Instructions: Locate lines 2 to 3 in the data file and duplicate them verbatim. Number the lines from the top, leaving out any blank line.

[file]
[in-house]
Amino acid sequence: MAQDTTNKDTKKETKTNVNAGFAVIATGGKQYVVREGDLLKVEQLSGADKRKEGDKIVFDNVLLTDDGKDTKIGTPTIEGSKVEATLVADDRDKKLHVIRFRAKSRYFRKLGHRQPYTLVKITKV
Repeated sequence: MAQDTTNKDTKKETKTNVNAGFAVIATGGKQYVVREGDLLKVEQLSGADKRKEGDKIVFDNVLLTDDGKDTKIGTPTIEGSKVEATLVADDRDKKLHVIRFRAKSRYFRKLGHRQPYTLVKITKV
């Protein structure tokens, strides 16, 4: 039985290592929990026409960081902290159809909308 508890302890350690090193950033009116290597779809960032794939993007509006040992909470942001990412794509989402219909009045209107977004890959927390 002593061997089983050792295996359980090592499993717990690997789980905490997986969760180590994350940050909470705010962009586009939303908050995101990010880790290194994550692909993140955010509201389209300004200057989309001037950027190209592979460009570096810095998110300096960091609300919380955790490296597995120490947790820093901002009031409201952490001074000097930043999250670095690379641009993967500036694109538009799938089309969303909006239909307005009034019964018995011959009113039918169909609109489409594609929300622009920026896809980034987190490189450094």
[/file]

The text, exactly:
Amino acid sequence: MAQDTTNKDTKKETKTNVNAGFAVIATGGKQYVVREGDLLKVEQLSGADKRKEGDKIVFDNVLLTDDGKDTKIGTPTIEGSKVEATLVADDRDKKLHVIRFRAKSRYFRKLGHRQPYTLVKITKV
Repeated sequence: MAQDTTNKDTKKETKTNVNAGFAVIATGGKQYVVREGDLLKVEQLSGADKRKEGDKIVFDNVLLTDDGKDTKIGTPTIEGSKVEATLVADDRDKKLHVIRFRAKSRYFRKLGHRQPYTLVKITKV